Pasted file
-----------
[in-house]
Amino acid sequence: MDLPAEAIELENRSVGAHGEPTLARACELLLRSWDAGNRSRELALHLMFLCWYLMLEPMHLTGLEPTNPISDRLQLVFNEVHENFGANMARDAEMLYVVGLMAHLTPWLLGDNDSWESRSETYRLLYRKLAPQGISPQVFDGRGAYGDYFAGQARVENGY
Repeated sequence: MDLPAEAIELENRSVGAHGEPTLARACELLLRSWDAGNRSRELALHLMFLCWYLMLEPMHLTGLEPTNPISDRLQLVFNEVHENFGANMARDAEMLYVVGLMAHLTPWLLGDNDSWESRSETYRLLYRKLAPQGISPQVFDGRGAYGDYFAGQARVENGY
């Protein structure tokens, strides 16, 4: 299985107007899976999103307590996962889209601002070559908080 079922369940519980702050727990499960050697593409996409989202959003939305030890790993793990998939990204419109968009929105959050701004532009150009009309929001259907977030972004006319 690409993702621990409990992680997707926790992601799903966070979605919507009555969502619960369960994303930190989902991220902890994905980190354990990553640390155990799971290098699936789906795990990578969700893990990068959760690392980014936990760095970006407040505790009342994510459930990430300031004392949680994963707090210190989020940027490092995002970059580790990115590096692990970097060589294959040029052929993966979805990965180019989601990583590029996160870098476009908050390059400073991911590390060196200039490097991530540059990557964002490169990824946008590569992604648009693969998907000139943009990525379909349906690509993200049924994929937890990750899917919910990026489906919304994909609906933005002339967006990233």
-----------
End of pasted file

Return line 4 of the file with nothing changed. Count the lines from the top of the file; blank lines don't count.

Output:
């Protein structure tokens, strides 16, 4: 299985107007899976999103307590996962889209601002070559908080 079922369940519980702050727990499960050697593409996409989202959003939305030890790993793990998939990204419109968009929105959050701004532009150009009309929001259907977030972004006319 690409993702621990409990992680997707926790992601799903966070979605919507009555969502619960369960994303930190989902991220902890994905980190354990990553640390155990799971290098699936789906795990990578969700893990990068959760690392980014936990760095970006407040505790009342994510459930990430300031004392949680994963707090210190989020940027490092995002970059580790990115590096692990970097060589294959040029052929993966979805990965180019989601990583590029996160870098476009908050390059400073991911590390060196200039490097991530540059990557964002490169990824946008590569992604648009693969998907000139943009990525379909349906690509993200049924994929937890990750899917919910990026489906919304994909609906933005002339967006990233």